In 2018, the ECC partnered with CAPP, the Canadian Electricity Association and the Canadian Gas Association to present an “interactive session” with Canada’s energy ministers at the 2017 Energy and Mines Ministers’ Conference. Their presentation, titled “Clean Competitive Energy: Building Canada’s Future,” stressed that the energy industries’ financial competitiveness should be a top priority for policy-makers, and that subnational governments should place local concerns behind the national interest—apparently referencing pipeline disputes between British Columbia and Canada.11 The ECC’s president reported that the groups felt the presentation had been “useful to get the industry’s messages across” and that they would plan to continue to make similar presentations in the future.12
The ECC’s extensive funding ties to academia further suggest it attempts to strategically influence civil society. Through its “Energy Policy Research Committee” the ECC funds research initiatives that address energy policy issues, including “Energy Council Fellowships” that sponsor PhD students at the University of Waterloo studying research topics “which have been selected to align with the Energy Council’s areas of policy interest.”13 Meanwhile, a 2015 donation from the ECC provided seed funding for the Canadian Network for Energy Policy Research and Analysis (CNEPRA) at the University of Calgary School of Public Policy.14 The 2017 theme of CNEPRA’s annual conference, “Beyond Reconciliation,” invited presentations that provided advice for industry in mitigating the risk of Indigenous opposition to resource development projects.15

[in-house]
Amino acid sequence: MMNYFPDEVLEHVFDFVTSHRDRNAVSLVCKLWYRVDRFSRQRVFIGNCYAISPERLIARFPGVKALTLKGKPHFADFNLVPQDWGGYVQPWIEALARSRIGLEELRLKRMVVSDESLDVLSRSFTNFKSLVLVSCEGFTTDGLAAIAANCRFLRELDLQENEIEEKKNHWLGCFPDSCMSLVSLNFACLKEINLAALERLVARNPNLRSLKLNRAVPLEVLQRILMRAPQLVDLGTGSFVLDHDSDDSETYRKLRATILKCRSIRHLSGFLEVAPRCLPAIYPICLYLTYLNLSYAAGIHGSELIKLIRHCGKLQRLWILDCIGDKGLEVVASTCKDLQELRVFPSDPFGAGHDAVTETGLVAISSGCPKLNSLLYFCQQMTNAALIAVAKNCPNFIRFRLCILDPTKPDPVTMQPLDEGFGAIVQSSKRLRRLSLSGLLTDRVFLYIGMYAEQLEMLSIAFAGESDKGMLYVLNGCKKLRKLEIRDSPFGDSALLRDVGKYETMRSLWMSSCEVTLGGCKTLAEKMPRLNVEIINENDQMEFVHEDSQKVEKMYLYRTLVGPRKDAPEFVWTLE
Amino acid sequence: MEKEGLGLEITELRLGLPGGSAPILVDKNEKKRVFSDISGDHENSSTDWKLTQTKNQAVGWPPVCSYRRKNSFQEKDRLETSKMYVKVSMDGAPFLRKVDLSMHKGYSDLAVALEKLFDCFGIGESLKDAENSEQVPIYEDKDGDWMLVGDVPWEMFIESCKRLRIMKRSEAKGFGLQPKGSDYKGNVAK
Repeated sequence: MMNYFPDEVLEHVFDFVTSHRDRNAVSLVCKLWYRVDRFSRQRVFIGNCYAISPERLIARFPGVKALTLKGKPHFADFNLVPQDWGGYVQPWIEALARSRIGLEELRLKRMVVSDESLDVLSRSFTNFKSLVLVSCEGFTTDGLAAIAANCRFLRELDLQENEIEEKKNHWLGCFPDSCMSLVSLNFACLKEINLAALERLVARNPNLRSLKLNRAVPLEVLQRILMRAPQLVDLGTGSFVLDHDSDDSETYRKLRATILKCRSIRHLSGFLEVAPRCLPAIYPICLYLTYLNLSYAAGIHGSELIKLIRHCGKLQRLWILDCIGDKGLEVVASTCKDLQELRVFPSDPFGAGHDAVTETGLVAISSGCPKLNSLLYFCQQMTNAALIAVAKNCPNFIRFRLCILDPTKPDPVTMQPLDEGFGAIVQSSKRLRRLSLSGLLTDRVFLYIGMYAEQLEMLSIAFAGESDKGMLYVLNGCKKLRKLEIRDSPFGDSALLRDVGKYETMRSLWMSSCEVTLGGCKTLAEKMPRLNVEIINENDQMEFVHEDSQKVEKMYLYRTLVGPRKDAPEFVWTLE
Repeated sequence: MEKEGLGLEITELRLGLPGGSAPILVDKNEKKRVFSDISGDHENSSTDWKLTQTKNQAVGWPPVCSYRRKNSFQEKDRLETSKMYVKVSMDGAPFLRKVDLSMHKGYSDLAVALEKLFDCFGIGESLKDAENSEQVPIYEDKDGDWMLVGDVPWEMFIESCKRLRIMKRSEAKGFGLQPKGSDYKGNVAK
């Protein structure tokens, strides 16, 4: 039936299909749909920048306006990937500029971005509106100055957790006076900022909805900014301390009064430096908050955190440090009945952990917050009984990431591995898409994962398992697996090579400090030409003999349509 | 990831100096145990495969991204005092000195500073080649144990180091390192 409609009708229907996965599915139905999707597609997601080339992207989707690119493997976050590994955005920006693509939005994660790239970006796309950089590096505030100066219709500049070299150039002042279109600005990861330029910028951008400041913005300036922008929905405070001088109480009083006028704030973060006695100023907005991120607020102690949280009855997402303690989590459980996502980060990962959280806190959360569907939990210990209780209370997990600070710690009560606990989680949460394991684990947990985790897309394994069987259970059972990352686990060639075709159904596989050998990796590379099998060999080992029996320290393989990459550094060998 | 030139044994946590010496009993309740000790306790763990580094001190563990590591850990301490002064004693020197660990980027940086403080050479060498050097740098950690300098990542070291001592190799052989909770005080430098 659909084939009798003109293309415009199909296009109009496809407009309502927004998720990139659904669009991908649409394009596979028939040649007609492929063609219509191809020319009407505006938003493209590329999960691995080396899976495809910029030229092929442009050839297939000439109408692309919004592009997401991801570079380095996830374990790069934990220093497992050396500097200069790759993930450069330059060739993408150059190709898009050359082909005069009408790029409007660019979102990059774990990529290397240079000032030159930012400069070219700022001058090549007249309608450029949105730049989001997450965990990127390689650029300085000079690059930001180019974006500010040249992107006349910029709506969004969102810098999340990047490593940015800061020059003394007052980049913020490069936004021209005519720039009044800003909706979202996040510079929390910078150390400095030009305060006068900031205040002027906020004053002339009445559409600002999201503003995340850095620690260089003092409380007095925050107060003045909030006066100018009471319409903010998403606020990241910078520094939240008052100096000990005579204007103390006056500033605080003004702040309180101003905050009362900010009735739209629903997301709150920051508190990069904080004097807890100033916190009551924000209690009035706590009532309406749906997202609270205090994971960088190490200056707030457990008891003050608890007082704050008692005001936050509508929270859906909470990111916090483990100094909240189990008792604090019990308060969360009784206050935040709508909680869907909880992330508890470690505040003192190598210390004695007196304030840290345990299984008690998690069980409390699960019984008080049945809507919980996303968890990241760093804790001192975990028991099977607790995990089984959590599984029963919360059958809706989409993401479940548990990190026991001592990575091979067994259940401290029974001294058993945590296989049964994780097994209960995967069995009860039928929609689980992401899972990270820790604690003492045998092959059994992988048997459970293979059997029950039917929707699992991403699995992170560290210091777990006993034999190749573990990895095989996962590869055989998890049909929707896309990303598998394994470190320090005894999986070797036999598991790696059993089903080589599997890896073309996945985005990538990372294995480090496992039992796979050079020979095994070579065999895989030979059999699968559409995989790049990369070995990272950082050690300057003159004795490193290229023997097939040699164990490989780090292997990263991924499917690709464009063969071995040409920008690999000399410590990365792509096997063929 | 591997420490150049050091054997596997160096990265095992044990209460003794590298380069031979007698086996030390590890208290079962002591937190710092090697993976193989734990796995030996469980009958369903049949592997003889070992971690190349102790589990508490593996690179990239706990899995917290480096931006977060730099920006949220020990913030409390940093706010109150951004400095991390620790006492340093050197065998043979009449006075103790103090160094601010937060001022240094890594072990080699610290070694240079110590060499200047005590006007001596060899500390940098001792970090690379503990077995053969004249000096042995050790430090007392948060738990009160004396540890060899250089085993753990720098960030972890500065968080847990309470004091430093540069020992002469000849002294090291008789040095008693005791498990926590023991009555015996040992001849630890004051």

Learn more about the Energy Council of Canada at LittleSis.org
The intent of the Corporate Mapping Project database is to engage Canadians in a conversation about the role of the fossil fuel sector in our democracy, by “mapping” how power and influence play out in the oil, gas and coal industries of BC, Alberta and Saskatchewan.